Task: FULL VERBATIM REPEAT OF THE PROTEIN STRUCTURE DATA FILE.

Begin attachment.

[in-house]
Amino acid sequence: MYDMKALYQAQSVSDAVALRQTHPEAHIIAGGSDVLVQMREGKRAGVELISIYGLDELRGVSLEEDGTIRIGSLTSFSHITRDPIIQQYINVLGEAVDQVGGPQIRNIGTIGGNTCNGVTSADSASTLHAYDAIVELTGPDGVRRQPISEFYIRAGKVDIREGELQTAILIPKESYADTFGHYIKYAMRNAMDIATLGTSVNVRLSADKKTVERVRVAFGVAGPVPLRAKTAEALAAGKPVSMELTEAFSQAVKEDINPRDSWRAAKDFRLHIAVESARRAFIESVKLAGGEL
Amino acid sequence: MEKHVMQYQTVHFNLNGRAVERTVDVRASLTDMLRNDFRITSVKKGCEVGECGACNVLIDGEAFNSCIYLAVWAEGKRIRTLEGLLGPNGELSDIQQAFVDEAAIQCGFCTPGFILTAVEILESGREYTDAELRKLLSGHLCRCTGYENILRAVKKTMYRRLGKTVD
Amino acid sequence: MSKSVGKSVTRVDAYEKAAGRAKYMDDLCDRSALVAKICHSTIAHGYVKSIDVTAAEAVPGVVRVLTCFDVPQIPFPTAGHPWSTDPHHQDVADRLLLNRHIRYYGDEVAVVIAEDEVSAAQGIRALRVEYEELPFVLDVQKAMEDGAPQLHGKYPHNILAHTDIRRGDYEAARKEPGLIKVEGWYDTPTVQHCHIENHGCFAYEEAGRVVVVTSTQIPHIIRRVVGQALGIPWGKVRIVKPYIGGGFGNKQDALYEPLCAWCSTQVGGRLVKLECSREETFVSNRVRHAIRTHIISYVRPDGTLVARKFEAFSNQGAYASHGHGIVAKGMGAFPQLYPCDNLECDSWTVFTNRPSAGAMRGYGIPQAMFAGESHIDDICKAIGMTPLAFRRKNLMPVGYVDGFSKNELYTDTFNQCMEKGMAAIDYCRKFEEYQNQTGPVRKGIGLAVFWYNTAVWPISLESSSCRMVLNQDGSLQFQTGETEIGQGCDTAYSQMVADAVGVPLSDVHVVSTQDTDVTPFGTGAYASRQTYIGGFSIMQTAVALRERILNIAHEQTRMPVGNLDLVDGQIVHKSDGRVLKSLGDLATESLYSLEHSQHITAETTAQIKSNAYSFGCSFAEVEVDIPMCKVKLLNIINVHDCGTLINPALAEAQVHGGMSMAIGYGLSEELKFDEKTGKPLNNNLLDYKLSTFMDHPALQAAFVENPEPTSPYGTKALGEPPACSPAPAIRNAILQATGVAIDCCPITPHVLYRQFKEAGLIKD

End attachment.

[in-house]
Amino acid sequence: MYDMKALYQAQSVSDAVALRQTHPEAHIIAGGSDVLVQMREGKRAGVELISIYGLDELRGVSLEEDGTIRIGSLTSFSHITRDPIIQQYINVLGEAVDQVGGPQIRNIGTIGGNTCNGVTSADSASTLHAYDAIVELTGPDGVRRQPISEFYIRAGKVDIREGELQTAILIPKESYADTFGHYIKYAMRNAMDIATLGTSVNVRLSADKKTVERVRVAFGVAGPVPLRAKTAEALAAGKPVSMELTEAFSQAVKEDINPRDSWRAAKDFRLHIAVESARRAFIESVKLAGGEL
Amino acid sequence: MEKHVMQYQTVHFNLNGRAVERTVDVRASLTDMLRNDFRITSVKKGCEVGECGACNVLIDGEAFNSCIYLAVWAEGKRIRTLEGLLGPNGELSDIQQAFVDEAAIQCGFCTPGFILTAVEILESGREYTDAELRKLLSGHLCRCTGYENILRAVKKTMYRRLGKTVD
Amino acid sequence: MSKSVGKSVTRVDAYEKAAGRAKYMDDLCDRSALVAKICHSTIAHGYVKSIDVTAAEAVPGVVRVLTCFDVPQIPFPTAGHPWSTDPHHQDVADRLLLNRHIRYYGDEVAVVIAEDEVSAAQGIRALRVEYEELPFVLDVQKAMEDGAPQLHGKYPHNILAHTDIRRGDYEAARKEPGLIKVEGWYDTPTVQHCHIENHGCFAYEEAGRVVVVTSTQIPHIIRRVVGQALGIPWGKVRIVKPYIGGGFGNKQDALYEPLCAWCSTQVGGRLVKLECSREETFVSNRVRHAIRTHIISYVRPDGTLVARKFEAFSNQGAYASHGHGIVAKGMGAFPQLYPCDNLECDSWTVFTNRPSAGAMRGYGIPQAMFAGESHIDDICKAIGMTPLAFRRKNLMPVGYVDGFSKNELYTDTFNQCMEKGMAAIDYCRKFEEYQNQTGPVRKGIGLAVFWYNTAVWPISLESSSCRMVLNQDGSLQFQTGETEIGQGCDTAYSQMVADAVGVPLSDVHVVSTQDTDVTPFGTGAYASRQTYIGGFSIMQTAVALRERILNIAHEQTRMPVGNLDLVDGQIVHKSDGRVLKSLGDLATESLYSLEHSQHITAETTAQIKSNAYSFGCSFAEVEVDIPMCKVKLLNIINVHDCGTLINPALAEAQVHGGMSMAIGYGLSEELKFDEKTGKPLNNNLLDYKLSTFMDHPALQAAFVENPEPTSPYGTKALGEPPACSPAPAIRNAILQATGVAIDCCPITPHVLYRQFKEAGLIKD